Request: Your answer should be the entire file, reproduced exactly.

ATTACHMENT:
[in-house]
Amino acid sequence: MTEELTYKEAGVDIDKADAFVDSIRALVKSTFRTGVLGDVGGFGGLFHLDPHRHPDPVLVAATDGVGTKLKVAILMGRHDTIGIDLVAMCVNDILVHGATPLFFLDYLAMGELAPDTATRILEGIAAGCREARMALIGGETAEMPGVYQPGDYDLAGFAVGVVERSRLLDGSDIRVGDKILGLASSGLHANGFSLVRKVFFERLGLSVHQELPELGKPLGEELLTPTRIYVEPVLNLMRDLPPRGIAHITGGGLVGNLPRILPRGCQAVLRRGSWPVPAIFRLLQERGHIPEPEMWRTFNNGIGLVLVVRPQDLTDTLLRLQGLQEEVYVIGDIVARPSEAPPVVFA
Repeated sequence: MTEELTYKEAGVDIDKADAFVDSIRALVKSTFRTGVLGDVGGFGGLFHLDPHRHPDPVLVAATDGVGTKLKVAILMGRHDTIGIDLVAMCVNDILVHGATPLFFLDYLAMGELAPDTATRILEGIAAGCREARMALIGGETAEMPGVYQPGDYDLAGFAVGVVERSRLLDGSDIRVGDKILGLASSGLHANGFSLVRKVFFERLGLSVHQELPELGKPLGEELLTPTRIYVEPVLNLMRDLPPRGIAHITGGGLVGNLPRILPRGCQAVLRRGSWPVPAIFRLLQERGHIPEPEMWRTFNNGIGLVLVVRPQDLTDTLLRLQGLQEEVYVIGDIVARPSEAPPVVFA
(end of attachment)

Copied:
[in-house]
Amino acid sequence: MTEELTYKEAGVDIDKADAFVDSIRALVKSTFRTGVLGDVGGFGGLFHLDPHRHPDPVLVAATDGVGTKLKVAILMGRHDTIGIDLVAMCVNDILVHGATPLFFLDYLAMGELAPDTATRILEGIAAGCREARMALIGGETAEMPGVYQPGDYDLAGFAVGVVERSRLLDGSDIRVGDKILGLASSGLHANGFSLVRKVFFERLGLSVHQELPELGKPLGEELLTPTRIYVEPVLNLMRDLPPRGIAHITGGGLVGNLPRILPRGCQAVLRRGSWPVPAIFRLLQERGHIPEPEMWRTFNNGIGLVLVVRPQDLTDTLLRLQGLQEEVYVIGDIVARPSEAPPVVFA
Repeated sequence: MTEELTYKEAGVDIDKADAFVDSIRALVKSTFRTGVLGDVGGFGGLFHLDPHRHPDPVLVAATDGVGTKLKVAILMGRHDTIGIDLVAMCVNDILVHGATPLFFLDYLAMGELAPDTATRILEGIAAGCREARMALIGGETAEMPGVYQPGDYDLAGFAVGVVERSRLLDGSDIRVGDKILGLASSGLHANGFSLVRKVFFERLGLSVHQELPELGKPLGEELLTPTRIYVEPVLNLMRDLPPRGIAHITGGGLVGNLPRILPRGCQAVLRRGSWPVPAIFRLLQERGHIPEPEMWRTFNNGIGLVLVVRPQDLTDTLLRLQGLQEEVYVIGDIVARPSEAPPVVFA